Professionalism is a broad concept that is described in many different ways and it is often easier to discuss what professionalism is not, rather than what it is because it is defined by the way it is demonstrated in practice, by its structural characteristics, by the beliefs held by those in the profession, or in a values-based manner.
Every organization understands that a learning culture is one that yields the greatest employee loyalty, happiness and ultimately productivity. Professional development focuses on acquiring more knowledge and skills related to your career and apply to everyone in the organization, from new employees to the CEO but most employers therefore offer various kinds of assistance to encourage staff to further their studies and improve their skills.
Personal development provides a way to the future and a large focus should be on professional development and career aspirations filled with so much transformation and change and learning and development professionals have spent the year embracing informal learning as an effective means of training. Essential levels of trust can be achieved and sustained through the embrace and consistent expression of professionalism attitudes and behaviors which includes integrity, accountability, motivation, altruism, empathy, and the pursuit of excellence through lifelong learning.
The rise of new learning technologies is over flooding the market, training professionals are staying focused on outcomes and only selecting the tools that will enable them to meet their goals and objectives and several approaches to organizational professionalism and formative education hold great promise with responsibility for professionalism education, training, and research so training organizations that perform at a very high level are those that are deliberate in their approach to improving the speed of learning and performance change.
In order to achieve an established educational milestone against which learners can be assessed one will have to create a professional foundation of students and graduates in training, competency milestones have been established and published and serve as a guide for educators, these may be modified and adjusted to better align with unique features of national educational models and the establishment of such milestones and their rigorous assessment sends a strong signal to both faculty and learners concerning the importance that is being placed by institutional and organizational leadership.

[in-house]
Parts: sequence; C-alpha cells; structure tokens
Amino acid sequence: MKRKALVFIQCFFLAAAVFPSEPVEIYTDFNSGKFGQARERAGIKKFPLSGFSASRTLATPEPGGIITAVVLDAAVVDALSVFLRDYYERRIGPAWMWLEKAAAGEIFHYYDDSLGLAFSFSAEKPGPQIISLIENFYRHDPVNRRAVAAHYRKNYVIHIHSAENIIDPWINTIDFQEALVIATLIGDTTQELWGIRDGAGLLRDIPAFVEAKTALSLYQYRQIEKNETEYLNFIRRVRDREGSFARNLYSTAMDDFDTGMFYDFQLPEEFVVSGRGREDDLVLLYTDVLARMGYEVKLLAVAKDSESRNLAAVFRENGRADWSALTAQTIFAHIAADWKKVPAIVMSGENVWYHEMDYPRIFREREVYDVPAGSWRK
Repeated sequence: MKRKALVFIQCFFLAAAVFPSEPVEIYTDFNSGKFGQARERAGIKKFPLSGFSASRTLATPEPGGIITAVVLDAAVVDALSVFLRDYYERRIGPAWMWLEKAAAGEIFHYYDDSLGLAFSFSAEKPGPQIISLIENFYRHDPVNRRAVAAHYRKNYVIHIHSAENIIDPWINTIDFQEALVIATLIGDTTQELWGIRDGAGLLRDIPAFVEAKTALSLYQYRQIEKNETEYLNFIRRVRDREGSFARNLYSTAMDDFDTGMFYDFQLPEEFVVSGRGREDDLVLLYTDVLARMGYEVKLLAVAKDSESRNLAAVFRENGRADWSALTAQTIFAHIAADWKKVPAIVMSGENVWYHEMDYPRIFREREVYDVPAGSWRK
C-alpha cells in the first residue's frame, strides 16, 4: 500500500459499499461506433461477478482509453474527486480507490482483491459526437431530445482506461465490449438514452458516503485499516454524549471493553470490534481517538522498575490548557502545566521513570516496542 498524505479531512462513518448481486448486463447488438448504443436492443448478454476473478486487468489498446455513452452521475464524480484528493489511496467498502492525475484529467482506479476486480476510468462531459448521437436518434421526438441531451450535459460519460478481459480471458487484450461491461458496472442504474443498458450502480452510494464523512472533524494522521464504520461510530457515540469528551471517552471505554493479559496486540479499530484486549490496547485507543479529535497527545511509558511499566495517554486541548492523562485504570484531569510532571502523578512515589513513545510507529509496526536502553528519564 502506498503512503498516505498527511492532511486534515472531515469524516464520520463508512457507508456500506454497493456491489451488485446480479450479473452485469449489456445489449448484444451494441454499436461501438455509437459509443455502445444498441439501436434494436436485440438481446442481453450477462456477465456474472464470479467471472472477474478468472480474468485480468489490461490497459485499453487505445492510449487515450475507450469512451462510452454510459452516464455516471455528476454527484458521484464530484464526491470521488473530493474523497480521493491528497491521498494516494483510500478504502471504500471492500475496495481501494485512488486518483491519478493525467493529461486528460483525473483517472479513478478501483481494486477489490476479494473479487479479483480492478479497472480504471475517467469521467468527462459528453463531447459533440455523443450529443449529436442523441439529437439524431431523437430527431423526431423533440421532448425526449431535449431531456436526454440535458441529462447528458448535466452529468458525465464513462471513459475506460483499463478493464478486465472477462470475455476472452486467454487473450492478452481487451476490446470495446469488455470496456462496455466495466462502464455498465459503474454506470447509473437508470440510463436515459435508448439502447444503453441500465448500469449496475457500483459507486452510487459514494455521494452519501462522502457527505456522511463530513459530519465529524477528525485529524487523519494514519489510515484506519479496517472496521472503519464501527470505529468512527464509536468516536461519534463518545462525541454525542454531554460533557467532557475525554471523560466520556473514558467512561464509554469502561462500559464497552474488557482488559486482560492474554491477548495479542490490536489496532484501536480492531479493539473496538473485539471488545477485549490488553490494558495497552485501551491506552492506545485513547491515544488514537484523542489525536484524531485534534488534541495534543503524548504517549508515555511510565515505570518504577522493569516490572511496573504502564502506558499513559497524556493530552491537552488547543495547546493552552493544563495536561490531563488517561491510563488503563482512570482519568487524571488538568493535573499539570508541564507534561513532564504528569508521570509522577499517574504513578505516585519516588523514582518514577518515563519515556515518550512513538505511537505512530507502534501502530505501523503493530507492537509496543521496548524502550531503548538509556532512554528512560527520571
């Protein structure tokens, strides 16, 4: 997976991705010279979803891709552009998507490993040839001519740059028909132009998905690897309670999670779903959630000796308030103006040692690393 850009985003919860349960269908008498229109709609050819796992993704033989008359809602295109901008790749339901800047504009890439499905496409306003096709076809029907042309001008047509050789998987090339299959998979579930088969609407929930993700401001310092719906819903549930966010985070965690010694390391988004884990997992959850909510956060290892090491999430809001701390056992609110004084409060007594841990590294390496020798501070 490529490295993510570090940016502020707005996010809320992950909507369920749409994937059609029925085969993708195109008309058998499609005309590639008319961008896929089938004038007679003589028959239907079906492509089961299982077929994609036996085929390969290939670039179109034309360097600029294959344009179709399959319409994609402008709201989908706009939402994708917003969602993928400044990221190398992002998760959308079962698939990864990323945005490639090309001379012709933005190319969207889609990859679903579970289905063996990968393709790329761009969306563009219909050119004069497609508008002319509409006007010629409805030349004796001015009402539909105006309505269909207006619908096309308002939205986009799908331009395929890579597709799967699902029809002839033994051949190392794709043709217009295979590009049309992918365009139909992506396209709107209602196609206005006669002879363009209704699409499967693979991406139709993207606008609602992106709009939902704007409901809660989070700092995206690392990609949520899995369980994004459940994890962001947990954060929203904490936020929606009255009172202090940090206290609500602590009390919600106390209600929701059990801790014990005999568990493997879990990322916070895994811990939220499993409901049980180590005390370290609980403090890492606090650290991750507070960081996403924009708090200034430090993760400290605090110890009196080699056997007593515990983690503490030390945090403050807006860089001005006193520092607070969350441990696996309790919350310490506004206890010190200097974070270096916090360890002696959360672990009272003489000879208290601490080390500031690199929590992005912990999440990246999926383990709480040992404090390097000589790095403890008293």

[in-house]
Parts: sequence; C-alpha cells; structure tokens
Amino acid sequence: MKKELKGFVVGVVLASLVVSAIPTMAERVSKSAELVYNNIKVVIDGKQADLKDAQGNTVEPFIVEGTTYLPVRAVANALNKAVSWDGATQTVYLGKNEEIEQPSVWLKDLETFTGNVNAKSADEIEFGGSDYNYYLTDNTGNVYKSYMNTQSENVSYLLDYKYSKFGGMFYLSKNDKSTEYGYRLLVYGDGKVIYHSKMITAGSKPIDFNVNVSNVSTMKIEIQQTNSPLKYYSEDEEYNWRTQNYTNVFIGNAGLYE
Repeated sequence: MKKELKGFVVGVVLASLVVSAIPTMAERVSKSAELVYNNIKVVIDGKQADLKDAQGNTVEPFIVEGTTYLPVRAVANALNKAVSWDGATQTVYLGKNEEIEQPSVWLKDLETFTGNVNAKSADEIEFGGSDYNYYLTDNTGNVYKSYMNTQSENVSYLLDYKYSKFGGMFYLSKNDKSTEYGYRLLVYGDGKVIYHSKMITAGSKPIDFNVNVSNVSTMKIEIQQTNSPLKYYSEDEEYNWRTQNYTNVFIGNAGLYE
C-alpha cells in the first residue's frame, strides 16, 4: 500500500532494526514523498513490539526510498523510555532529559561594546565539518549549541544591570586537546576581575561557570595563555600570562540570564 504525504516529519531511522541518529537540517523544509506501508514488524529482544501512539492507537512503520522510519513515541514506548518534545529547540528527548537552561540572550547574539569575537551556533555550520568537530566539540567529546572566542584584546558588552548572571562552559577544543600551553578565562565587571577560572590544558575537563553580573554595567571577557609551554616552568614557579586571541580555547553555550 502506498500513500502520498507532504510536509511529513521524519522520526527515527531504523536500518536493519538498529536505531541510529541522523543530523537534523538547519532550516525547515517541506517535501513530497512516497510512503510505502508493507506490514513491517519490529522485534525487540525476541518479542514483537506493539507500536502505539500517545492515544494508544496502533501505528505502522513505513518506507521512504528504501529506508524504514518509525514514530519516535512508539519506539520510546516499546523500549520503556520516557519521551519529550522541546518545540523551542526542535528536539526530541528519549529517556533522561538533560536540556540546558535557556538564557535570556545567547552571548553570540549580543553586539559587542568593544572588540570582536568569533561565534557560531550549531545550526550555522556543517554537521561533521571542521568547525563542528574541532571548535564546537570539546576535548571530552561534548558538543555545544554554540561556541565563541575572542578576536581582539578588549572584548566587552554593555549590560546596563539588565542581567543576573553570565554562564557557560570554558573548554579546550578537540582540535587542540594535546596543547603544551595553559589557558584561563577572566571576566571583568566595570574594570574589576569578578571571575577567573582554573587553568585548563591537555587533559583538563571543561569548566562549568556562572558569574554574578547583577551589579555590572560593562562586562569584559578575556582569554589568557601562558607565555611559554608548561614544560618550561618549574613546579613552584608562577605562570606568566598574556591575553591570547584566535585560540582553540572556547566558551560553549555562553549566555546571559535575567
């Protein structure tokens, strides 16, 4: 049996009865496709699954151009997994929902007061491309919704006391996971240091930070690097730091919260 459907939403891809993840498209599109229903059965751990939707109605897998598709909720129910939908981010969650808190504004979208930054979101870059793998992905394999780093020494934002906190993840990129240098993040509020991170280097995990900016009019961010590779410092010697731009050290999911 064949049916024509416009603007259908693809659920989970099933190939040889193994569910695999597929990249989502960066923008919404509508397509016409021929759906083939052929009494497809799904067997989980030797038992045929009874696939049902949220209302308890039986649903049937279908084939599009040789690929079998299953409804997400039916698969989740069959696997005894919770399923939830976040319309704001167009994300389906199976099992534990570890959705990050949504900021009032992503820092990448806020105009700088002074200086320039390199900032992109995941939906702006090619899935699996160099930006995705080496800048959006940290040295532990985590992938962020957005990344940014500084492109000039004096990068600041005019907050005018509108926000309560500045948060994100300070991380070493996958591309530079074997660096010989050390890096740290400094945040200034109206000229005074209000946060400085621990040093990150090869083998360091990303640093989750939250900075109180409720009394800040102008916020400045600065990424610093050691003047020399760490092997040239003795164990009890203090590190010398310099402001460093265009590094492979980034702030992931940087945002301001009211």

Training organizations must be able to adapt with the times because learners needs are changing, technology is evolving, skills are different, automation is altering processes and globalization is expanding our reach, also our ability to adapt to change often defines our success but learning that speed is now the factor of success.
Professional education positively formed requires that institutions establish and maintain conducive administrative practice, educational and research supportive environments, such environments are those in which learners are exposed to teachers and supervisors who are positive role models. Nothing is more destructive of learners’ professionalism aspirations than being exposed to, and adversely influenced by, teachers and faculty members who fall short of modeling the attitudes and behaviors of professionalism. It is the duty of leaders to identify and engage with such individuals and when possible, institute remedial action and assess the impact because if remedial action fails, it is the duty of leadership to protect learners from the toxic influence of those individuals regardless of their institutional power and standing.
Staff morale and professionalism aspirations are seriously undermined if and when policies are considered inconsistent with the stated mission and purpose of the organization. This is what is commonly referred to as “walking the talk” or, in other words, there is close alignment between what is said and what is done.
Highest professionalism standards cannot be sustained if work schedules are over burdensome and organizational failure in this regard leads to cynicism, poor morale, physician burnout, flawed teamwork and coordination.
Article by Blessing Bassey